According to Thucydides, Katane was founded after 729 BC by the Chalcidian settlers from Naxos, on the hill now known as the "Colle dei Benedettini". In the 7th c. the legislator Caronda gave the city a moderately inspired government, half-way between oligarchy and democracy. In 476 BC Catania was conquered by Hieron of Syracuse, and the inhabitants were deported, only to return after 15 years. During the Punic Wars the town was conquered by the Romans (263 BC) and it succeeded in maintaining a position of considerable affluence until the Imperial Age. After the decadence caused by the invasions of the Barbarians and the Byzantine conquest, the town was occupied by the Arabs, who redistributed the land and promoted agriculture and commerce.

In 1071, after the Norman conquest, construction began on the cathedral, and numerous country villages were founded, each under the jurisdiction of a monastery. Under the Swabians, Frederick II built the Castello Ursino here, in order to complete his fortifications in this part of Sicily. The arrival of the Aragonese in Catania, which the Court often chose as a centre for its activity, led to the foundation of the Siculorum Gymnasium, the first prestigious Sicilian university.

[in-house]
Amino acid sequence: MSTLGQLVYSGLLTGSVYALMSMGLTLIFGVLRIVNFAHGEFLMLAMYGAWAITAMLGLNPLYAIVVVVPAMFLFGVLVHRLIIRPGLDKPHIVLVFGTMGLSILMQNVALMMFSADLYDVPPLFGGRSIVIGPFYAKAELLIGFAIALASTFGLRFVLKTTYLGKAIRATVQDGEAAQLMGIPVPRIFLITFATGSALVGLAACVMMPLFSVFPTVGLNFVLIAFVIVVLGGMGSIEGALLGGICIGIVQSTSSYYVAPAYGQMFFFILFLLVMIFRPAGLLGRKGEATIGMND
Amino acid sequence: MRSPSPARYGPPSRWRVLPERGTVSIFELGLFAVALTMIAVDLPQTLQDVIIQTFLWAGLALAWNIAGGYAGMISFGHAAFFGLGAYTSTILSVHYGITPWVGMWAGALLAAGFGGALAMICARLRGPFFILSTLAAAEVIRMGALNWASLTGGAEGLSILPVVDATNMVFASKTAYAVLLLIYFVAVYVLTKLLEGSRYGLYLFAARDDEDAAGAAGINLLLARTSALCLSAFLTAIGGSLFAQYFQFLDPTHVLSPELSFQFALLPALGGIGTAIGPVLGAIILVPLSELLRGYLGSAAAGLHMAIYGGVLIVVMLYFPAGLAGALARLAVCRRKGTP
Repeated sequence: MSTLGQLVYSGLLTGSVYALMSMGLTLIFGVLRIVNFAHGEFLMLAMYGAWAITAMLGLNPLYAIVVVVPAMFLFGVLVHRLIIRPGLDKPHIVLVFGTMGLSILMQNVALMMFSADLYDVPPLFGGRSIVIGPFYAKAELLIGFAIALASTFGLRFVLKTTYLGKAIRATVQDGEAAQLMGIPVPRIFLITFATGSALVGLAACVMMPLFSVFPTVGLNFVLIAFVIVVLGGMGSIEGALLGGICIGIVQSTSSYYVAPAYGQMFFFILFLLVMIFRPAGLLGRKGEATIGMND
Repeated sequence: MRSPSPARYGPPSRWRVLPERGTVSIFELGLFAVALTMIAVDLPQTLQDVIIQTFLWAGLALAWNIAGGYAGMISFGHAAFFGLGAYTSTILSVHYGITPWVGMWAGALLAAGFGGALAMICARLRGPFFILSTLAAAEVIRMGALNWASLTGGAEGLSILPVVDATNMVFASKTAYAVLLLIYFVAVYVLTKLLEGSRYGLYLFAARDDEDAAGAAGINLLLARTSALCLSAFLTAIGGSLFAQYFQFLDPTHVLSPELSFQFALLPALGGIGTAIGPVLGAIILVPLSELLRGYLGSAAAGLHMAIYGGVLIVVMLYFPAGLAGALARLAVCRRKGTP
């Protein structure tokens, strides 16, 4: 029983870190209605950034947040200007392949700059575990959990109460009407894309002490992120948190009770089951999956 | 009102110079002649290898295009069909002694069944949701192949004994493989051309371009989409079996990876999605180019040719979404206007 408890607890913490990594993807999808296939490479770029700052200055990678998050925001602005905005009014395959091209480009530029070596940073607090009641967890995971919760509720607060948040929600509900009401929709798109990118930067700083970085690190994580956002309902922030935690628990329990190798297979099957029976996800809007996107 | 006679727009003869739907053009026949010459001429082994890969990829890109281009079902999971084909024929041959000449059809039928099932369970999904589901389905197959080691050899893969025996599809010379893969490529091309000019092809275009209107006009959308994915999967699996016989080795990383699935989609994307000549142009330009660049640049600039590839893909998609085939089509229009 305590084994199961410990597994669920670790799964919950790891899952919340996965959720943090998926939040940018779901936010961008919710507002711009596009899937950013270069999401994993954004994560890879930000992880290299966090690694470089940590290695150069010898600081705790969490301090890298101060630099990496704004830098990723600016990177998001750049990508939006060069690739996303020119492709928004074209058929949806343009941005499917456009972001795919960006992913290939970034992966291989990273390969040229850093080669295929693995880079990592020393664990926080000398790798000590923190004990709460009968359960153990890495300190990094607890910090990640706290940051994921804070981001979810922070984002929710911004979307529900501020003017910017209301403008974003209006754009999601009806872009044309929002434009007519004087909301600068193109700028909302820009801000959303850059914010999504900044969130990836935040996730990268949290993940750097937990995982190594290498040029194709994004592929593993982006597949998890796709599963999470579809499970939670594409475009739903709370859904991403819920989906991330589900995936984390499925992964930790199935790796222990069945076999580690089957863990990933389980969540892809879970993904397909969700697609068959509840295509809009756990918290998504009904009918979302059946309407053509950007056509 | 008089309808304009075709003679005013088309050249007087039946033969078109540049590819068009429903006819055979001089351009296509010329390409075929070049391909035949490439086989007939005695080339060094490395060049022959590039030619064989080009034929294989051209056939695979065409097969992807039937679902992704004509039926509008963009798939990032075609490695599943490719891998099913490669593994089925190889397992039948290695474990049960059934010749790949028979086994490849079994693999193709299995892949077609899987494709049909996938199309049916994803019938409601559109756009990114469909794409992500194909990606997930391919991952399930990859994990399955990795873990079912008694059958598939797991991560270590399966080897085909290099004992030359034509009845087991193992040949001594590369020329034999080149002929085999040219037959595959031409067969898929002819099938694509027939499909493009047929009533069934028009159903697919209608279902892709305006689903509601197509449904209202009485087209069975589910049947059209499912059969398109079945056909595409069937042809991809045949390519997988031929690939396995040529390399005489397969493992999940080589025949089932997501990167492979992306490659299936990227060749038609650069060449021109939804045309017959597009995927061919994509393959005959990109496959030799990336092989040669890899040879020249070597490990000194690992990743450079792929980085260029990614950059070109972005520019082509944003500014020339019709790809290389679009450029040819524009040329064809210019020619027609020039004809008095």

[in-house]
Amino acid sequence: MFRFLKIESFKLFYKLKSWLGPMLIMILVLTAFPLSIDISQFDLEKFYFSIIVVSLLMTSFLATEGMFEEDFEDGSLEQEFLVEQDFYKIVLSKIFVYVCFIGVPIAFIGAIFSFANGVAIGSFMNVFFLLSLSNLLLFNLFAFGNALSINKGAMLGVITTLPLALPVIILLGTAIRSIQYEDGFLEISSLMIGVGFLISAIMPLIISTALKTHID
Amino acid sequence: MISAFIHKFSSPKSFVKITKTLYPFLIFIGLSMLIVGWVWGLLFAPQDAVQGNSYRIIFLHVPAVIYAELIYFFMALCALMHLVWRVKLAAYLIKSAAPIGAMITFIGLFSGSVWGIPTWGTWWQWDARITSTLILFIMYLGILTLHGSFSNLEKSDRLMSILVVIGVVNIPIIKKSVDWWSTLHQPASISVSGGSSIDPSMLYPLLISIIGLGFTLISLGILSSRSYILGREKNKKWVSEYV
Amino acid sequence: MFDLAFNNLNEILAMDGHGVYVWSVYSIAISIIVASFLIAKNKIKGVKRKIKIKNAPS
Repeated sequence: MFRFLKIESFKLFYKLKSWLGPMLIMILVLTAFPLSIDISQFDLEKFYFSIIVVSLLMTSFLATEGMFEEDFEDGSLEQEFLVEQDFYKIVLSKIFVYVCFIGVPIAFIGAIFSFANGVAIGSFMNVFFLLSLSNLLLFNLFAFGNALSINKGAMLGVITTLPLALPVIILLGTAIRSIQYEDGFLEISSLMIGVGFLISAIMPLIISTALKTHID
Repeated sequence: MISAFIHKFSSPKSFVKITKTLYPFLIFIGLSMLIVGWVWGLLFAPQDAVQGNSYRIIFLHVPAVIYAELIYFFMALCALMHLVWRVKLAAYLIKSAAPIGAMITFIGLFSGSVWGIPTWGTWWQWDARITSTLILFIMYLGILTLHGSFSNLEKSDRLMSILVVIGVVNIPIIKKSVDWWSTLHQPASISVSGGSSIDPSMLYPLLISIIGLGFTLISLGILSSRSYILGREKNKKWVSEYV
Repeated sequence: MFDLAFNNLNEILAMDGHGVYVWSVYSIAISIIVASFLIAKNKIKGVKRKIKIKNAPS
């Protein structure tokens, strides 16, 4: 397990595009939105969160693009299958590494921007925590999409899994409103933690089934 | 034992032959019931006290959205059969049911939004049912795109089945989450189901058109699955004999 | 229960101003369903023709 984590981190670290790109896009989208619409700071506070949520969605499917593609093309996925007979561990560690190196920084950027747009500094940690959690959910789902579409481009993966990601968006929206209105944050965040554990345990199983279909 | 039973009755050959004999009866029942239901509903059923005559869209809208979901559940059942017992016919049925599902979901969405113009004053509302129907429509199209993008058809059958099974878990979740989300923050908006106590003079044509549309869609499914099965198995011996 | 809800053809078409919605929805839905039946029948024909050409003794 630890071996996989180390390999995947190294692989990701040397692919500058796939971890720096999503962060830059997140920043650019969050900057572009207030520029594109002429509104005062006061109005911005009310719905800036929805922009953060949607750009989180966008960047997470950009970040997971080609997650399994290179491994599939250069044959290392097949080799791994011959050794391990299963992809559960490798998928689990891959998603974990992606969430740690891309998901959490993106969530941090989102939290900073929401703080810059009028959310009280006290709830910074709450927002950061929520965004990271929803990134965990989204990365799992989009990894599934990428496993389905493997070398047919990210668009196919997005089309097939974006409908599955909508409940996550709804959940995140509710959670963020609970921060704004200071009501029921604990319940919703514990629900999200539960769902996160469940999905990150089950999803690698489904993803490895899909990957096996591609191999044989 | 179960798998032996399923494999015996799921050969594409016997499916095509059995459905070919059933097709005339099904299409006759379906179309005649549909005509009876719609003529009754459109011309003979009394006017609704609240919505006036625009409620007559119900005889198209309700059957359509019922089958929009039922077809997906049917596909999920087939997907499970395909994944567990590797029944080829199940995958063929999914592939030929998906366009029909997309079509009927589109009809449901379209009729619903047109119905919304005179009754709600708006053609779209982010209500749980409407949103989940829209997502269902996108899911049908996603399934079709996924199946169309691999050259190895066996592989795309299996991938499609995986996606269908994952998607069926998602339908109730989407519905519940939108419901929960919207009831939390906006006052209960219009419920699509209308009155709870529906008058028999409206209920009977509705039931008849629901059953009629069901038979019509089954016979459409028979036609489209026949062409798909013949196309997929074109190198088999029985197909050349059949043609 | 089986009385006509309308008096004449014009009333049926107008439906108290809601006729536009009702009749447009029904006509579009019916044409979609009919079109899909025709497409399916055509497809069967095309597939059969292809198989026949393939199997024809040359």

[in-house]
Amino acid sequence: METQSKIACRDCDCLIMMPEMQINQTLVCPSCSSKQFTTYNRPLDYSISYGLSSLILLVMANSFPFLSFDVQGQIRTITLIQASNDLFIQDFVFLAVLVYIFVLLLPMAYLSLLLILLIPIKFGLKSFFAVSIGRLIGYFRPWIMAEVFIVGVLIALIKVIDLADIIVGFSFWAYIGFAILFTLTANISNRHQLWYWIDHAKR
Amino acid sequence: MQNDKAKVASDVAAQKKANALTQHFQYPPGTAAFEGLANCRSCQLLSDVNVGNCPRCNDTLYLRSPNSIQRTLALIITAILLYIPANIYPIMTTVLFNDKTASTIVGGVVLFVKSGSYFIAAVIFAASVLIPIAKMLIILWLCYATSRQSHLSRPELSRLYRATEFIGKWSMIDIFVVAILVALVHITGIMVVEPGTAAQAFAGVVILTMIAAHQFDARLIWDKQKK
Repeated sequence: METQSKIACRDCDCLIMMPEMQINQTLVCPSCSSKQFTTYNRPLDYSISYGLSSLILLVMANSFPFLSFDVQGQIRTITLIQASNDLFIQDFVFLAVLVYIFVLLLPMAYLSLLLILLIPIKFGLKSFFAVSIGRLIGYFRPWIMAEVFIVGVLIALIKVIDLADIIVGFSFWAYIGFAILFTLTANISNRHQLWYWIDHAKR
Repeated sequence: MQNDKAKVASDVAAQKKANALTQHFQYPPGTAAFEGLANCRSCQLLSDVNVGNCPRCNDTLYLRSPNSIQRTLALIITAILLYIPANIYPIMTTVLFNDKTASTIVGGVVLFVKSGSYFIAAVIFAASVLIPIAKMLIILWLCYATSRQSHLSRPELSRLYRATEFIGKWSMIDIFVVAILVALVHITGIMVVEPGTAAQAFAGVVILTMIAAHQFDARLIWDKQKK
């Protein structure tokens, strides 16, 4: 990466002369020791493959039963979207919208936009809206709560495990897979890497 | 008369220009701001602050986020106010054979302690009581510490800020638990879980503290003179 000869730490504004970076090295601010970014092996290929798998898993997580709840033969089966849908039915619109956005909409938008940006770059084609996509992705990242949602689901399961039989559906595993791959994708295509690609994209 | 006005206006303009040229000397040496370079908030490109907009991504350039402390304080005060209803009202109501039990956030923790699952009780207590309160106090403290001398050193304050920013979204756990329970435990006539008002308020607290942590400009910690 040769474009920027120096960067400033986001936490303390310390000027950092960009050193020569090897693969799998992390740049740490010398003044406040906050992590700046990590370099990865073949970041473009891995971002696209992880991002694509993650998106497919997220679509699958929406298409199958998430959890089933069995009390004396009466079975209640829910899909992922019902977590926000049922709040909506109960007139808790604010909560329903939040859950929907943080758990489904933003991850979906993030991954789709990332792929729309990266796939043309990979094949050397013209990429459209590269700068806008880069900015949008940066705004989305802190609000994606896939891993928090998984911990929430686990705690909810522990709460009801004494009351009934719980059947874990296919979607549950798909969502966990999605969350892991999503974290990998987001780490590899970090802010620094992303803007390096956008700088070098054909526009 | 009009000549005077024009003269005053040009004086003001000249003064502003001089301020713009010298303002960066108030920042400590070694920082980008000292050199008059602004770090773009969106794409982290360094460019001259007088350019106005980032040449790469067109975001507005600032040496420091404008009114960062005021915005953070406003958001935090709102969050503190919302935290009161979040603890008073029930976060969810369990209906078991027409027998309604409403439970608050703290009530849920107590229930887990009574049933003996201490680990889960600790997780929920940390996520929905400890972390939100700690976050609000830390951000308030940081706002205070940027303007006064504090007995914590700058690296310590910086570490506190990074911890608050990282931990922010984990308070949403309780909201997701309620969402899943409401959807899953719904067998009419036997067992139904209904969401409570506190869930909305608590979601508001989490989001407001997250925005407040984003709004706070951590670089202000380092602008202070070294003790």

The great eruption of 1669 and the terrible earthquake in 1693, which affected all the island and destroyed most of the city, annihilated an economy that was already in a critical state. Catania was eventually rebuilt, and it spread considerably; it then suffered the effect of a new agricultural crisis, before recovering yet again. It was elected provincial capital in the 19th c. and again began to expand towards new zones, until it achieved in our own days its present-day image of a modem city.

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Learn more about Catania and Sicily

Last updated: 
01/12/2017 - 13:18